Bought with the proceeds of the famous Pitt Diamond in 1717 and home to three Prime Ministers, Boconnoc remains one of Cornwall’s best kept secrets. Visitors can view architecture influenced by Sir John Soane, visit the Georgian Bath House and examine the conservation of the 18th century wall and ceiling paintings which line the double staircase of the house.
The superb parkland was first laid out by Thomas Pitt 1st Lord Camelford from 1760 and has been steadily improved by the Grenville and Fortescue families. The magnificent woodland garden contains rhododendrons, azaleas, camellias and a collection of magnolias.
Luminaries, royals, and other famous personalities have all found their way to Boconnoc: from King Charles I, who is said to have spent the night in what is now the King’s Bedroom, to Thomas “Diamond” Pitt, the former Governor of Madras, the ‘Great Commoner’ William Pitt, Lord Chatham. The Prince of Orange, the poet Thomas Gray and Sir Josiah Wedgwood.
The Boconnoc story begins thousands of years ago. Since the days of the Domesday Book, people have inhabited this beautiful tract of Cornwall—and the estate itself is alive with centuries of history.
Boconnoc Estate and Manor were taxed in the Domesday Roll in 1086. After the De Cancias, Carminows and Courtenays, Sir William Mohun bought the property in 1579 from Francis Russell, the 2nd Earl of Bedford, who had been granted Boconnoc as part of the Earldom of Bedford as reward for helping to crush the Prayer Book Rebellion of 1550.
Sir William rebuilt the house which had formerly been a medieval tower known as the ‘Tower of Boconnoc’ dating from the 13th Century. He passed it to his son, Sir Reginald Mohun, who was made a Baronet in 1612. In 1644, the Earl of Essex for Parliament, marched into Cornwall followed by the armies of Charles I and his nephew, Prince Maurice. The King made his headquarters at Boconnoc. The Royalists defeated the Parliamentarians in Cornwall, but after the final victory of Cromwell and the Parliamentarians and the execution of the King, Warwick Mohun had to pay over £2,000 to retain Boconnoc. It remained in the family until Charles, 4th Baron Mohun was killed in a duel with the Duke of Hamilton in 1712.
Baron Mohun’s Estate passed to his second wife, who in 1717 sold it to Thomas Pitt, late Governor of Madras, for £54,000. He raised the purchase money from the Pitt Diamond bought in India in 1701 – which he sold to the Regent of France for the sum of £135,000 to be set in the crown of Louis XV for his coronation. It was subsequently set in the hilt of Napoleon’s sword, which is now on view in the Louvre in Paris. Thomas Pitt remodelled the main East side of the house and the gallery wing, facing south, was built by his great grandson, Thomas, in 1771.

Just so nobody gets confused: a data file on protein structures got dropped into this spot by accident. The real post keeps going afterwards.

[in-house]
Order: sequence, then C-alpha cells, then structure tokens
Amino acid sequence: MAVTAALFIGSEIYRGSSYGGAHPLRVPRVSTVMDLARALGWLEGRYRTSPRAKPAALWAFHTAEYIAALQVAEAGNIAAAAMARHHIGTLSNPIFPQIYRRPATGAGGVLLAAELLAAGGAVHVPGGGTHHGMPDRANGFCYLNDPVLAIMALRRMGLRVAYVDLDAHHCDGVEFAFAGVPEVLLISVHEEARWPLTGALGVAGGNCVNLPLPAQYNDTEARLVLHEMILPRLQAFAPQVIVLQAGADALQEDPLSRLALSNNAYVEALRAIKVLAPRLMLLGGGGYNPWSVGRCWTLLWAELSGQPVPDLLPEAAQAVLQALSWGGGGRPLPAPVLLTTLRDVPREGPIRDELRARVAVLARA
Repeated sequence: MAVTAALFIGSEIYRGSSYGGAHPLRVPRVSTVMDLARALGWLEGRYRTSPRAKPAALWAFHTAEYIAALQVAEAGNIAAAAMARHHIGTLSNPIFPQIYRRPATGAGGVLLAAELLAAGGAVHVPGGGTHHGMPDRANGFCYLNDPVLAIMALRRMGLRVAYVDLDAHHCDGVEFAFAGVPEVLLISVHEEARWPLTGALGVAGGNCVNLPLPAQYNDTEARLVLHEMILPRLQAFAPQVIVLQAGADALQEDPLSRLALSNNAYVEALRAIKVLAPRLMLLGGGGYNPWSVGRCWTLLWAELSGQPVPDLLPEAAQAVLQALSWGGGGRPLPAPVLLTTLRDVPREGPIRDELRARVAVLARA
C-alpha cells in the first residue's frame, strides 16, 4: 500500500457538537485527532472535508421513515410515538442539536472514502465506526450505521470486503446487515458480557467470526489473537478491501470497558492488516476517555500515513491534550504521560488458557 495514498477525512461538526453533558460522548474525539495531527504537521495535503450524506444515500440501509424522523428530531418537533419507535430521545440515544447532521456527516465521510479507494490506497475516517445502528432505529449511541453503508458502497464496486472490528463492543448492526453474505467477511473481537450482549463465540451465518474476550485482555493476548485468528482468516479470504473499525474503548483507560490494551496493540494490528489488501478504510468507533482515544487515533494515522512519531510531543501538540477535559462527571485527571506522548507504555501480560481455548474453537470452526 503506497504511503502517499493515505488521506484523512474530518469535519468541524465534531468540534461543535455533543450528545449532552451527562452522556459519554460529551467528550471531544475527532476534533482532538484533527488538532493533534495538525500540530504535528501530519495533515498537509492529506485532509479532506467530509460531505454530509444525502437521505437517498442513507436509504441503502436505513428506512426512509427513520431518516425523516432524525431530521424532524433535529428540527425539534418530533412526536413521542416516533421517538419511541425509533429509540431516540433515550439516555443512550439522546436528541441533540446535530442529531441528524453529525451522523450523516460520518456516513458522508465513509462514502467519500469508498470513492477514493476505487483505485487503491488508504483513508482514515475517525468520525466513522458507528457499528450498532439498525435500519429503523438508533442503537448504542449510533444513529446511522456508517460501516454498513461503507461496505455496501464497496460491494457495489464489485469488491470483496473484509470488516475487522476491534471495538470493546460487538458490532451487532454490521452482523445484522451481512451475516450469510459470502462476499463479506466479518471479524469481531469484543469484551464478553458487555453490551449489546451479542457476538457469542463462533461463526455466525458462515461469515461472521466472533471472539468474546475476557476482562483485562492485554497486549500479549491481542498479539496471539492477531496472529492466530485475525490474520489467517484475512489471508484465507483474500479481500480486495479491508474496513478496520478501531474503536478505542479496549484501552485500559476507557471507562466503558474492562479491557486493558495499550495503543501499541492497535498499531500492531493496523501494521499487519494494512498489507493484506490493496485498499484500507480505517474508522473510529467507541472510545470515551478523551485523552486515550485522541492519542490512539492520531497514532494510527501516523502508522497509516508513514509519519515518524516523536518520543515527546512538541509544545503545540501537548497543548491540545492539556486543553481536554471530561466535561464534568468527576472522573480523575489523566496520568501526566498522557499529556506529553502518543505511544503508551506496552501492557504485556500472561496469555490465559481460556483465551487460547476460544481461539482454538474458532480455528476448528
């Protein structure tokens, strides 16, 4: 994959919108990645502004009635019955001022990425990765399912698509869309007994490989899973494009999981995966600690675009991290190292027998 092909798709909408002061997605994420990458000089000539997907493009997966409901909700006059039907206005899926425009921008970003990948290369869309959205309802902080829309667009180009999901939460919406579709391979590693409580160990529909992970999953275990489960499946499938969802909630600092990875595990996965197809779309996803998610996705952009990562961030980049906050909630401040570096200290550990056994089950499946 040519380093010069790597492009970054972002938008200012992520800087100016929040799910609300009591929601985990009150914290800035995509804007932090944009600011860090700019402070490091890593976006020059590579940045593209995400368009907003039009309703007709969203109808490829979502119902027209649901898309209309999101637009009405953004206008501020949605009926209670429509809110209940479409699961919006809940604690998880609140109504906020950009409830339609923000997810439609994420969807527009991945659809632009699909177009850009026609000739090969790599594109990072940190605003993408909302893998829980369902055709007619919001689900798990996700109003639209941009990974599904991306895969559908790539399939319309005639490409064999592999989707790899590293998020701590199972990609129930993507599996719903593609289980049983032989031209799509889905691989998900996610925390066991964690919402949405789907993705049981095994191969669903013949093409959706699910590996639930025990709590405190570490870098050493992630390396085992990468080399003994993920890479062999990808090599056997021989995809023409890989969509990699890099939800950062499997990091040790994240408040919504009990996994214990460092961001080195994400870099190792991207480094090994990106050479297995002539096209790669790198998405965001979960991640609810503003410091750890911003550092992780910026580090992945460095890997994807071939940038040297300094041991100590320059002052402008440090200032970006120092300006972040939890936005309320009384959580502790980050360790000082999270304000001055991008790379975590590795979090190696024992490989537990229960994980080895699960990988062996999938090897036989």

The House and Stable Yard were improved by Sir John Soane, a unique architect who developed artistic techniques for his clients who often had fascinating houses to be restored and improved but little money. He worked at Boconnoc from 1786 with Thomas Pitt, 1st Lord Camelford, nephew of Lord Chatham and cousin of Pitt the Younger.
In 1804 the heir, Thomas Pitt, was killed in a duel with Captain Best. The Estate passed to his sister, Anne Pitt, who married William Wyndham, Lord Grenville, later the Prime Minister who was famous for abolishing the slave trade. In 1864 on Lady Grenville’s death the Estate was bequeathed to George Matthew Fortescue, younger son of Lord Grenville’s sister, Hester, who married the first Earl Fortescue of Castle Hill, Devon. It has remained in the Fortescue family ever since.
In 2000, Anthony and Elizabeth Fortescue embarked on an ambitious renovation project to restore the main house to its former glory, and at the same time impart a magnificent new contemporary feel to the Estate.